THE Caribbean and the wider world have seen enough of what’s been happening in Hong Kong these days for people anywhere and everywhere to come to a conclusion about whether the protests are fights for democracy or demonstrations of anarchy.
The reasons and demands of the protest organizers and spokespersons virtually change by the week, as they shift goalposts and chart ever-new paths to spread chaos, violence and destruction.
With every sign of clear external backing, well-equipped and masked persons, in the name of protesting, openly attack police officers for the benefit of throngs of press photographers that most times outnumber those being photographed.
Hong Kong Police residential quarters have also been seen being attacked and stoned by mobs digging bricks off sidewalks, police stations and other security locations also attacked by disorderly gangs and parts of the city’s vital public transport hubs targeted and put under selective siege before the anarchy was moved to the Hong Kong airport, this time aiming at the very heart of the economy of the Hong Kong Special Administrative Region (SAR).
The anarchy in Hong Kong city is a virtual carbon copy of similar actions in France, where extreme elements associated with the ‘Gillets Jaunes’ protests have been roundly condemned for their wanton destruction and violent stand-offs with the police, leading to eventual deployment of the French army on the streets.
But, in the name of ‘Fighting for Democracy’ and sole pursuit of anti-China agendas, similar anarchy is being encouraged, promoted and defended by those leaders who would not tolerate such behaviour at home, while the real legal defenders of law and order in Hong Kong are openly attacked by masked mobs.
The likes of the USA, UK, Canada and the European Union (EU) have thrown the principle of non-interference and non-intervention in the internal affairs of states completely out of the window in Hong Kong.
Ever since the process of decolonization began in the SAR in 1997 with the agreement of Britain, the external interference aimed at delaying the transition through ‘One Country, Two Systems’ has continued unabated. Countries opposed to or jealous of China’s growth and expansion on the world stage have since been taking every opportunity to hinder the pace of Hong Kong’s peaceful and orderly progress in the new transitional dispensation.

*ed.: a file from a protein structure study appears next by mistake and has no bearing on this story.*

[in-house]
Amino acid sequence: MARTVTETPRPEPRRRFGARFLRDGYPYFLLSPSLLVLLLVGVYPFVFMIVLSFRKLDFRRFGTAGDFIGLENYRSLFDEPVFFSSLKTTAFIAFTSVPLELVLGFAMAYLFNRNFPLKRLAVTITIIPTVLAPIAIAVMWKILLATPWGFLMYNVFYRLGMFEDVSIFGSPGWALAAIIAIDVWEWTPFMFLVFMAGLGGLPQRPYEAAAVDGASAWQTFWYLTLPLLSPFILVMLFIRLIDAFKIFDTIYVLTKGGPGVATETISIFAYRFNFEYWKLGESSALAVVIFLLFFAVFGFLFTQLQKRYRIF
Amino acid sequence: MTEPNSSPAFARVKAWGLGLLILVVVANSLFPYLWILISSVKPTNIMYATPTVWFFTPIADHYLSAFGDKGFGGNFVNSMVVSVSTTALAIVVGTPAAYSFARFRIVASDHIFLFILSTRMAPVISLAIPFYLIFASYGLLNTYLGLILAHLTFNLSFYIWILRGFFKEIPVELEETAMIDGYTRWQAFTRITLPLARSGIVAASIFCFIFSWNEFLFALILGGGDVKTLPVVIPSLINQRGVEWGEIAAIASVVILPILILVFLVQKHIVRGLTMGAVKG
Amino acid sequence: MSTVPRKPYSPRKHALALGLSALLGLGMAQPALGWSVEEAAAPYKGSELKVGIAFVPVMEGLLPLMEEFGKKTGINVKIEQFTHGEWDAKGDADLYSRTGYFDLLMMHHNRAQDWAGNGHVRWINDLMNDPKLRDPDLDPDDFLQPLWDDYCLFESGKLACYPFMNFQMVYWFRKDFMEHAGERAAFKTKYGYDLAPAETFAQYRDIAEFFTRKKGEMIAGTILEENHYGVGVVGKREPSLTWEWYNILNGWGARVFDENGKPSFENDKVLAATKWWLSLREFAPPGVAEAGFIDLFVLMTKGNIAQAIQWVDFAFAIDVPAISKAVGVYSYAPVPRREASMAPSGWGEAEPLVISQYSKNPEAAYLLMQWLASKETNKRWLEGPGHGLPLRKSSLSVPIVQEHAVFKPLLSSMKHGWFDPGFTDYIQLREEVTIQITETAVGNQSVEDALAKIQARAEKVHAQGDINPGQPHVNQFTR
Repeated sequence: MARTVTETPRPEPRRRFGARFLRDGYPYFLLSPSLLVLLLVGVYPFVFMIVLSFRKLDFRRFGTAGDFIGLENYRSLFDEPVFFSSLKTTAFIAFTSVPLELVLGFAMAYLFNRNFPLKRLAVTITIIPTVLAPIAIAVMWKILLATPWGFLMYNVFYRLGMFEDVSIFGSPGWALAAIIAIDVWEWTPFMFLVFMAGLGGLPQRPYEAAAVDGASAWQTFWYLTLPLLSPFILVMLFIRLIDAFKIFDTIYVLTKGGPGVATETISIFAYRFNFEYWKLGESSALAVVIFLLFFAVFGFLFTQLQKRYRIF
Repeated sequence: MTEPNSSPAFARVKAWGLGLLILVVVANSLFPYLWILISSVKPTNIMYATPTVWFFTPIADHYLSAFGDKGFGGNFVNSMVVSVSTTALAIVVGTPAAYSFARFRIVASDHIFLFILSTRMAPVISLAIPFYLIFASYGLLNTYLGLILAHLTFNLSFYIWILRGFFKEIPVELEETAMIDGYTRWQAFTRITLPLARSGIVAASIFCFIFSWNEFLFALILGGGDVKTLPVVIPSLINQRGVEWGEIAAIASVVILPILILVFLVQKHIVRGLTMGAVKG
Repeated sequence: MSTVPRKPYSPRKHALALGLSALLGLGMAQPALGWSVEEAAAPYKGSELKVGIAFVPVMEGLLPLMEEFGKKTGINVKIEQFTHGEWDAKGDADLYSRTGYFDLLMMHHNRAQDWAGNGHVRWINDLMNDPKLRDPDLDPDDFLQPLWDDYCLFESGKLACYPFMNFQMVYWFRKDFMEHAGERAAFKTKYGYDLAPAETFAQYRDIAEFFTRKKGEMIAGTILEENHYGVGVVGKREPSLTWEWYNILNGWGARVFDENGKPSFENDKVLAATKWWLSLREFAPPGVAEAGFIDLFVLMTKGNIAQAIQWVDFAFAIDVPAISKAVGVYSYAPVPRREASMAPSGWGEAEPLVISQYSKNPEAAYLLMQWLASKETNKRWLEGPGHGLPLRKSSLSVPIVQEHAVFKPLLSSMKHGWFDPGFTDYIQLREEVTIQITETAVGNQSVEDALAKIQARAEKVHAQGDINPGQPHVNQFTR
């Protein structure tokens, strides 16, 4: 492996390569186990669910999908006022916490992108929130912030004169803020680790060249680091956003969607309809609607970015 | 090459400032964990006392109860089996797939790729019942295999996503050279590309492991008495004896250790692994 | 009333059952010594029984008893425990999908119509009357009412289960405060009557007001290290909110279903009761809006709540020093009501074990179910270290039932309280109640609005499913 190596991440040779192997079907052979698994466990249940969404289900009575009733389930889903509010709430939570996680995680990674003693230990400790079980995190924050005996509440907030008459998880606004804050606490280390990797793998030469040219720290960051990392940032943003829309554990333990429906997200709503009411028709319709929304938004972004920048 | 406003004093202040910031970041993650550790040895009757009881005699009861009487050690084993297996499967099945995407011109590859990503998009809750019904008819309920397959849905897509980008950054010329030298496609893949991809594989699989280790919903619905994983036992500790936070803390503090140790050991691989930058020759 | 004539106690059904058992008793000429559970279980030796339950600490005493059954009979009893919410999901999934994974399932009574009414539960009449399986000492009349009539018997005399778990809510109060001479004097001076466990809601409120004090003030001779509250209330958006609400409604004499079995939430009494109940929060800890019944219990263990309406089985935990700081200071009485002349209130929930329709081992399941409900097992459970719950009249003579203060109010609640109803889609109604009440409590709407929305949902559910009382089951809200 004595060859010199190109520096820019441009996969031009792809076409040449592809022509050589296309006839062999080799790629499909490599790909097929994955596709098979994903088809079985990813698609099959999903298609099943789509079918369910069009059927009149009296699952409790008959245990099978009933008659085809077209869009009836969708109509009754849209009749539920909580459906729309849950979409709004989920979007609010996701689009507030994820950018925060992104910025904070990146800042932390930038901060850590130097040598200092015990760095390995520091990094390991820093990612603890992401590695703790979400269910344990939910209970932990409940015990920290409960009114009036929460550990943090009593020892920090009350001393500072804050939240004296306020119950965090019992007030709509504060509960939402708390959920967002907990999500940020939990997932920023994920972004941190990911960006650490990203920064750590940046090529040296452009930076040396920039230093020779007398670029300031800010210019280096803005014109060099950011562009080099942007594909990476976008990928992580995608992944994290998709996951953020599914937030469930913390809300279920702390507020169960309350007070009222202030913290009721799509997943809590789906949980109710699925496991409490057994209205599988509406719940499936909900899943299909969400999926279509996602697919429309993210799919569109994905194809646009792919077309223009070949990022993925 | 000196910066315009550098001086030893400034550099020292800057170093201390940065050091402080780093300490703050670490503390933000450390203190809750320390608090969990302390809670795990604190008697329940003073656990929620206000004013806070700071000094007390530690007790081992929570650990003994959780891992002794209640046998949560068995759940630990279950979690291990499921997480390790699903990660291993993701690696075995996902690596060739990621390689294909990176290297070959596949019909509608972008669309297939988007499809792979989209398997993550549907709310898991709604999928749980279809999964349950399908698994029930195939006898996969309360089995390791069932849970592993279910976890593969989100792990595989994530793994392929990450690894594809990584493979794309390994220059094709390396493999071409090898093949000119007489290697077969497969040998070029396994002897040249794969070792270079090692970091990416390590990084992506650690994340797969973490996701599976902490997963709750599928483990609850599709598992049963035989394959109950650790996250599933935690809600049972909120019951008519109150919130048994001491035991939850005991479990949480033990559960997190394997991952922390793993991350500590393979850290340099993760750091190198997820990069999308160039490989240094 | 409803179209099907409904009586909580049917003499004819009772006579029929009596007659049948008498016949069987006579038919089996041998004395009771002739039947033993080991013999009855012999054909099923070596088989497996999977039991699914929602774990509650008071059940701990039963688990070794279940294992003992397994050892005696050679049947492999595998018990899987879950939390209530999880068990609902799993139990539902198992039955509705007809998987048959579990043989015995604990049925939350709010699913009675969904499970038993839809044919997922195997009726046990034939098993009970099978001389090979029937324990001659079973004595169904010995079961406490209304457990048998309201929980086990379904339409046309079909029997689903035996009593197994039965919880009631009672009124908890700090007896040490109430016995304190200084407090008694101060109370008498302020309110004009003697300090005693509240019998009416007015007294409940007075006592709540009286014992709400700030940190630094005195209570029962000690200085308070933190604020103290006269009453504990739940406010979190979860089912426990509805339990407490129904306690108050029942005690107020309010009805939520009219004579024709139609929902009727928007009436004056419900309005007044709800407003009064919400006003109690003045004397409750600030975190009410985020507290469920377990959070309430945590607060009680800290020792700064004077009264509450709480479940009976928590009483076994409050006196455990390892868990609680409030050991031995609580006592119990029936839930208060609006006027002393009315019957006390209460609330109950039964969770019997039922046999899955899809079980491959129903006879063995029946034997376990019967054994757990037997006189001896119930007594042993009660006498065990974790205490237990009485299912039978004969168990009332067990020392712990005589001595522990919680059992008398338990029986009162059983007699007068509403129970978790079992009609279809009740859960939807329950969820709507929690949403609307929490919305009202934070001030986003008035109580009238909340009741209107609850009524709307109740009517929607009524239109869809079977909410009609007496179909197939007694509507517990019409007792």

These major nations continue to refuse to accept the One China policy and take every opportunity to sow confusion and division by stoking anti-China actions wherever and whenever opportunities arise.
The anarchy they promote in Hong Kong will not be tolerated in the capitals of the nations whose leaders most loudly encourage and support it. But since it’s all against China, they openly support the public displays of violence, destruction and provocation.
The clear aim is to drive Hong Kong to a state of being ungovernable and hopefully encourage – almost to invite – the authorities to execute an expected firm response that will provide a basis to again change the narrative and widen the scope of criticism of both the SAR authorities and Beijing.
The violent and destructive images portrayed from each day of protest coverage do not attract a single word of criticism from those whose only concern is to continue to promote instability in China.
Masked mobs are shown by the world’s press attacking guardians of the law who are also ordinary citizens, attacking their homes and endangering their families, while individuals are picked-on for violent attacks because they are suspected to be ‘from the Mainland’ – as if Chinese have no place in Hong Kong.